Yesterday, I got to work to find that our computer network was down. We have the kind of system where we access programs like Microsoft Word through the network--so, even documents on a thumb drive were not accessible to me. And of course, the Internet wasn't available.
Oddly, although I couldn't get to my new e-mail, I could access Outlook and decide what to do with old e-mails. Most, of course, need to be deleted. For those I want to keep, I was able to put them into the files I've created.
The network was down for almost half my work day. What to do after e-mail management? I went through faculty files to see when everyone's annual review is due. I took out the files of those who won't be teaching this term.
I needed some room in the file cabinet where old files are stored, so I looked through some old files. When I moved into the office, I decided not to tackle that file cabinet immediately, so I found a lot of old EMS tests--a quick check with our Program Chair let me know that there's no reason to keep them. Out they went and in went the old files.
In some ways, yesterday morning was peaceful, even if I couldn't tackle the tasks that I had planned. I thought about my former colleagues who were sitting under fluorescent lights in a windowless, echoey room in their quarterly meeting--I was glad to be sitting in my quiet office, sipping tea and looking at the clouds scoot across the sky.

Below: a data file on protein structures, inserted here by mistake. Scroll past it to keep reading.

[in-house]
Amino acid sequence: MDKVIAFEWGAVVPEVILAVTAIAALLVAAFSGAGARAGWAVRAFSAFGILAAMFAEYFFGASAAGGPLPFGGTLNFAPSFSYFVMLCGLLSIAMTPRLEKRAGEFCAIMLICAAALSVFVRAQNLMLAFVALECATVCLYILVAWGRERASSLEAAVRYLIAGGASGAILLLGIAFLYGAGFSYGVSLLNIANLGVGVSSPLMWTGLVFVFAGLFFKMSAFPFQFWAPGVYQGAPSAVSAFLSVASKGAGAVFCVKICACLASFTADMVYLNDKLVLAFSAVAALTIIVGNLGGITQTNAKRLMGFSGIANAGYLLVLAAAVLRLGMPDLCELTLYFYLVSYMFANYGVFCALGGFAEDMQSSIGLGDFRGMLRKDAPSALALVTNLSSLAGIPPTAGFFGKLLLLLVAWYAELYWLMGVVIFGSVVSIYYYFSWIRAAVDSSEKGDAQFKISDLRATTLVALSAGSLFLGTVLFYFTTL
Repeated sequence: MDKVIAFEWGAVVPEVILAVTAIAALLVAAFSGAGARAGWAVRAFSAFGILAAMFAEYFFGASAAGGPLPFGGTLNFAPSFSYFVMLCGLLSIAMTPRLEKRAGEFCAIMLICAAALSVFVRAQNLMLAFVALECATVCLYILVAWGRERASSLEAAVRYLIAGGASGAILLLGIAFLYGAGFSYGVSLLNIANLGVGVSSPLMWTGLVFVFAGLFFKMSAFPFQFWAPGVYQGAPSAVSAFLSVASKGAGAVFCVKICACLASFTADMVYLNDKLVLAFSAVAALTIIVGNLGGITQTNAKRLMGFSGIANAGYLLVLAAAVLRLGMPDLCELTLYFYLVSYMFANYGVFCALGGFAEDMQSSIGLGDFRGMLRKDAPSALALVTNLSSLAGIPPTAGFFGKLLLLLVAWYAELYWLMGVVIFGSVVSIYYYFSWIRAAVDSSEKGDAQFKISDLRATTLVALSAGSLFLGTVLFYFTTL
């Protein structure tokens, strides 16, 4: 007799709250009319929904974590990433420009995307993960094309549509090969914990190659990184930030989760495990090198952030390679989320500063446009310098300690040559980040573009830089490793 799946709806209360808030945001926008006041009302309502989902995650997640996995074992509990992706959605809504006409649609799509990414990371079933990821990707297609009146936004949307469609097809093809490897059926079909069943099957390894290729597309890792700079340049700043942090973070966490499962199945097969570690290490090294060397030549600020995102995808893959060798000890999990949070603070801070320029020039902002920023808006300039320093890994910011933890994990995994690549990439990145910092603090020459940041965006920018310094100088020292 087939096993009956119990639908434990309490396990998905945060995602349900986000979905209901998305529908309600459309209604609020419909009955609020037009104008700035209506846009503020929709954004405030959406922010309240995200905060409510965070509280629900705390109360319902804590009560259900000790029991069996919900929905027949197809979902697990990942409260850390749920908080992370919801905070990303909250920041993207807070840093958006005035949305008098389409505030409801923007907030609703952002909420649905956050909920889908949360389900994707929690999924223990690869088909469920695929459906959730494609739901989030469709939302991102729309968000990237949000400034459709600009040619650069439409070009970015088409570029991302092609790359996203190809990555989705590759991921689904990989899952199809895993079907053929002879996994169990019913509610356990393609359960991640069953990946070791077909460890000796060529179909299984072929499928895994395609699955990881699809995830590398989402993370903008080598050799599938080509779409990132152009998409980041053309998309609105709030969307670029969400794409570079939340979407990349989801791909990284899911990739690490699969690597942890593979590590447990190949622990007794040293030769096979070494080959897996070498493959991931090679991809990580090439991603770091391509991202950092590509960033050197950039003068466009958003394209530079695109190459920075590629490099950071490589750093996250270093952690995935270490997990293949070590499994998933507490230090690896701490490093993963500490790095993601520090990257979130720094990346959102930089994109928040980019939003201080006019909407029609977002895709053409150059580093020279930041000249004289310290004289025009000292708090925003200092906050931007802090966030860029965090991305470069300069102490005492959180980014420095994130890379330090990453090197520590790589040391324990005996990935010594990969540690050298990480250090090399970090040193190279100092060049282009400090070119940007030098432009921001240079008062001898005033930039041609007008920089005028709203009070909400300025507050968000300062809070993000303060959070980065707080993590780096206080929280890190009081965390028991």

I realized how few books I have in my office. I wished that I had brought my old Poets and Writers to the office--but who knew that the network would be out? I thought of the poetry prompt books on my shelf at home. I wanted to write a poem, but I couldn't remember a single idea I'd ever had.
Eventually, the network came back to us. Later in the day, I remembered a poem idea that weaves together the rivers of Babylon, both the ancient text from the Psalms and the reggae song.
Yesterday evening, I had a chat with a friend from my old school, and I was even more grateful for my quiet morning which was not spent hearing about ACICS woes and numbers that weren't where they needed to be.
I finished the day by finishing our watching of Lonesome Dove. That last segment is a tearjerker. I understand why it is faithful to the characters and the narrative arc--but part of me wishes for more happiness for more characters.
But maybe I should return to the lessons of yesterday morning--contentment can be found in many containers. For the most part, those characters in Lonesome Dove have stayed true to themselves--which may not have brought them happiness, and certainly not the traditional happy endings, but has brought them a measure of peace that they wouldn't have had otherwise.
I could tie all of these strands together into a larger meditation about work and our modern lives--or could I? Some of the winds buffeting the ships of higher education may seem just as random or senseless as the circumstances that lead to much of the death in Lonesome Dove. And yet we must go on towards a future that we cannot see in full.
I've thought of higher ed in terms of cathedral building (for an example, see this recent post). But maybe we are like those Lonesome Dove cowboys on the last cattle drive. I have run out of time for this morning's writing--so let the pondering begin.